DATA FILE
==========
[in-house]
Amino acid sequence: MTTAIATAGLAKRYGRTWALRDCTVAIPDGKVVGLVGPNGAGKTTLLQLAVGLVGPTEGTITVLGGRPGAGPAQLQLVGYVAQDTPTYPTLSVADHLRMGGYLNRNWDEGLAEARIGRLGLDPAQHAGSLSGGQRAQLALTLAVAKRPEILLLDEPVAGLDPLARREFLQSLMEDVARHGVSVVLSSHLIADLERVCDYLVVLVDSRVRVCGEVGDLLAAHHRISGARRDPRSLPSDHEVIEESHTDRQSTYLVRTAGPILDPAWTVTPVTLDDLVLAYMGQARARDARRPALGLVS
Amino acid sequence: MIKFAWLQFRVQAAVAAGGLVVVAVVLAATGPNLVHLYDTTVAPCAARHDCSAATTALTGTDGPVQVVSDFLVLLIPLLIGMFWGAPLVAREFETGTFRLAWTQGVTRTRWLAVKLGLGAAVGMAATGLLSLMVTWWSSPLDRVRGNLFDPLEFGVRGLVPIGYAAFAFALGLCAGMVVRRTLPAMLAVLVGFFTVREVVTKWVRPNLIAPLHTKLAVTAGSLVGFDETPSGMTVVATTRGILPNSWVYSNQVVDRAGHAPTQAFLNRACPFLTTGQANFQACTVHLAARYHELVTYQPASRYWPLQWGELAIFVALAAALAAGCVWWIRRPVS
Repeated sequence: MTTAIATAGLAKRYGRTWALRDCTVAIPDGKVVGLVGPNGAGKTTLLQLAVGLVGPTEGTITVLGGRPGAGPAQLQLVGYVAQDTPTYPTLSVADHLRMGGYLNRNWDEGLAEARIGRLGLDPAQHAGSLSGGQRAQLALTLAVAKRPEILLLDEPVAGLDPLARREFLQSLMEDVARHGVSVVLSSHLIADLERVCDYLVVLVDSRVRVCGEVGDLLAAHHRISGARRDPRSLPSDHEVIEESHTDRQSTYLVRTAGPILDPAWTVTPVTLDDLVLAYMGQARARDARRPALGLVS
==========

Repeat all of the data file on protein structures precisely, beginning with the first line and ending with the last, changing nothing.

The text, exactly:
[in-house]
Amino acid sequence: MTTAIATAGLAKRYGRTWALRDCTVAIPDGKVVGLVGPNGAGKTTLLQLAVGLVGPTEGTITVLGGRPGAGPAQLQLVGYVAQDTPTYPTLSVADHLRMGGYLNRNWDEGLAEARIGRLGLDPAQHAGSLSGGQRAQLALTLAVAKRPEILLLDEPVAGLDPLARREFLQSLMEDVARHGVSVVLSSHLIADLERVCDYLVVLVDSRVRVCGEVGDLLAAHHRISGARRDPRSLPSDHEVIEESHTDRQSTYLVRTAGPILDPAWTVTPVTLDDLVLAYMGQARARDARRPALGLVS
Amino acid sequence: MIKFAWLQFRVQAAVAAGGLVVVAVVLAATGPNLVHLYDTTVAPCAARHDCSAATTALTGTDGPVQVVSDFLVLLIPLLIGMFWGAPLVAREFETGTFRLAWTQGVTRTRWLAVKLGLGAAVGMAATGLLSLMVTWWSSPLDRVRGNLFDPLEFGVRGLVPIGYAAFAFALGLCAGMVVRRTLPAMLAVLVGFFTVREVVTKWVRPNLIAPLHTKLAVTAGSLVGFDETPSGMTVVATTRGILPNSWVYSNQVVDRAGHAPTQAFLNRACPFLTTGQANFQACTVHLAARYHELVTYQPASRYWPLQWGELAIFVALAAALAAGCVWWIRRPVS
Repeated sequence: MTTAIATAGLAKRYGRTWALRDCTVAIPDGKVVGLVGPNGAGKTTLLQLAVGLVGPTEGTITVLGGRPGAGPAQLQLVGYVAQDTPTYPTLSVADHLRMGGYLNRNWDEGLAEARIGRLGLDPAQHAGSLSGGQRAQLALTLAVAKRPEILLLDEPVAGLDPLARREFLQSLMEDVARHGVSVVLSSHLIADLERVCDYLVVLVDSRVRVCGEVGDLLAAHHRISGARRDPRSLPSDHEVIEESHTDRQSTYLVRTAGPILDPAWTVTPVTLDDLVLAYMGQARARDARRPALGLVS